If they don’t have much space or aren’t able to receive gifts where they are located, then include some hints or an IOU of a special anniversary present you want to give them when they return.

  • Write “open when” letters. If you won’t be able to celebrate with a phone call or video call on your anniversary, then prepare some love notes in advance! Before they leave, write some letters for your spouse to “open when it’s our anniversary.” You can share your favorite wedding memory, some photos, the lyrics of your song, or any sweet message that will make them smile.

If you’re able, tuck these letters along with others for any type of “open when” occasion — into your spouse’s bags before they leave. Or mail a big bundle in the next care package. It will certainly make the time go faster if they can read an encouraging message from you when they need it! You can find additional “open when” letter topics here.

Lizann with a bouquet of flowers.

If your anniversary falls during a move:

  • Make a date out of your PCS travel. Yes, it’s difficult to celebrate during the stress of a move, but if it is a PCS, you will receive a per diem for hotel stays and restaurant food. Research somewhere unique to visit along your PCS travels and decide what would be a fun way to celebrate as a family. Consider paying a sum above the per diem to make the anniversary memorable. After days of camping out in hotels and eating fast food, even a small upgrade will make for a fun memory!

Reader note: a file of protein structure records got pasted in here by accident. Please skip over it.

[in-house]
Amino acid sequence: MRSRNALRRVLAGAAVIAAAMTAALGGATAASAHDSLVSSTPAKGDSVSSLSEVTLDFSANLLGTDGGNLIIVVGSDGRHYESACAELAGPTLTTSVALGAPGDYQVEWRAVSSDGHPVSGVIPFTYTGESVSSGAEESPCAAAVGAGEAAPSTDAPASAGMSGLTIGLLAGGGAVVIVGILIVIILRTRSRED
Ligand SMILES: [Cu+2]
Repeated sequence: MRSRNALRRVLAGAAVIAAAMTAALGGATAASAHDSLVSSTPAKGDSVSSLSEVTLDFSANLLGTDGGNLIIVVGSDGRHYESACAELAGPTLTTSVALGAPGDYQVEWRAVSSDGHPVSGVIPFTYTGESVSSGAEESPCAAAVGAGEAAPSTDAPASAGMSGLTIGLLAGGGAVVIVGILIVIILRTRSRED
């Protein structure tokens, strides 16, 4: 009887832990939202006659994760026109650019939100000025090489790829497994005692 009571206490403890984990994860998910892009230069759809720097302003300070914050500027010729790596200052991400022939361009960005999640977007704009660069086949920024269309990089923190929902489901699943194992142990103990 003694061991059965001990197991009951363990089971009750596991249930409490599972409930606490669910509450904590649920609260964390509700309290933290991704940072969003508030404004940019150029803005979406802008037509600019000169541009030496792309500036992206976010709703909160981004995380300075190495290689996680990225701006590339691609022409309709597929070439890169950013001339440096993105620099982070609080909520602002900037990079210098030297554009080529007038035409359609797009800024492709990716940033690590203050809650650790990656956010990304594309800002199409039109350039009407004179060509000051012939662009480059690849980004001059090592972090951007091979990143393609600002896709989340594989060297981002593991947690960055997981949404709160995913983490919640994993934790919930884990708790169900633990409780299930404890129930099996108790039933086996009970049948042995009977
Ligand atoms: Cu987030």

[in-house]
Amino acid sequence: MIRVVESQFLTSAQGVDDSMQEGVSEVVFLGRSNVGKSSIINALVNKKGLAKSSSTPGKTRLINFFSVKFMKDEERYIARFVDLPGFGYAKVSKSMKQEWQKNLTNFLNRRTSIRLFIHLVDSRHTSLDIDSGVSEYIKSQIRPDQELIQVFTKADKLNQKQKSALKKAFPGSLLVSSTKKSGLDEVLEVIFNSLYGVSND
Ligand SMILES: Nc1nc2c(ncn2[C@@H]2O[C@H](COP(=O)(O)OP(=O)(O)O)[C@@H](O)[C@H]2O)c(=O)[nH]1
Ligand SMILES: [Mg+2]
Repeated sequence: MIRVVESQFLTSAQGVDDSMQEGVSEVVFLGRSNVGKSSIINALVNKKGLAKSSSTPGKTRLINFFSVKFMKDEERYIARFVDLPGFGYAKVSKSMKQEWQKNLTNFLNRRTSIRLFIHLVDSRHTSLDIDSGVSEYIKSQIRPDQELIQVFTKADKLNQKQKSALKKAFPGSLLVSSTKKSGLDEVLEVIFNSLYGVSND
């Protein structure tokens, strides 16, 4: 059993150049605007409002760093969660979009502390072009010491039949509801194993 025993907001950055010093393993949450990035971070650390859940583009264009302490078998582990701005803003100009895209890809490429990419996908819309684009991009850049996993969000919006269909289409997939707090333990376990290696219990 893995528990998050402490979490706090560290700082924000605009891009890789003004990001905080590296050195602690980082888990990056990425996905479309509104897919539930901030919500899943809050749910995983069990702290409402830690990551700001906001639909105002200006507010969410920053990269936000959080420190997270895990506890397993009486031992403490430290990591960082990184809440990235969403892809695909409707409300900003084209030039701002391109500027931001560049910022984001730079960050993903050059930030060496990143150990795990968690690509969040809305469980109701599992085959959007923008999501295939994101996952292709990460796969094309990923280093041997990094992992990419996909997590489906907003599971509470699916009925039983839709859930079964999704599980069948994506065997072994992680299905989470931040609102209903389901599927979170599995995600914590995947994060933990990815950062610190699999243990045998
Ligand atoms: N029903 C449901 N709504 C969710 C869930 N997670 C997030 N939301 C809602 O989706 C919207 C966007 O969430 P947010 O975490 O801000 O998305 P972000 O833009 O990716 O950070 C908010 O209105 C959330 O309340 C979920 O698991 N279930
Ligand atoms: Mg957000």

• Unpack the wedding gifts. If you are just settling into a new home on your anniversary, you can regift your wedding items … to yourself! You probably have some lesser-used china, collectibles or breakable items that you initially received as wedding gifts but are now living in cardboard boxes. Enlist your spouse’s help with unwrapping them and finding a suitable place to display them in your new home. Unwrap them together, talk about the people who gifted you each item, and enjoy laughing and reminiscing together.
  • Explore your new town. Whether you are stationed in small-town America, or a totally new city overseas, your anniversary is a great reason to make date night memories at a new favorite location. Research to find your favorite cuisine or activities nearby or ask for recommendations on the local Spouses Facebook page. Maybe you’ll start a new date night tradition!

It’s difficult to spend your anniversary apart, but military spouses learn how to creatively adapt to difficult situations. However you choose to celebrate, we congratulate you both and wish you a happy anniversary!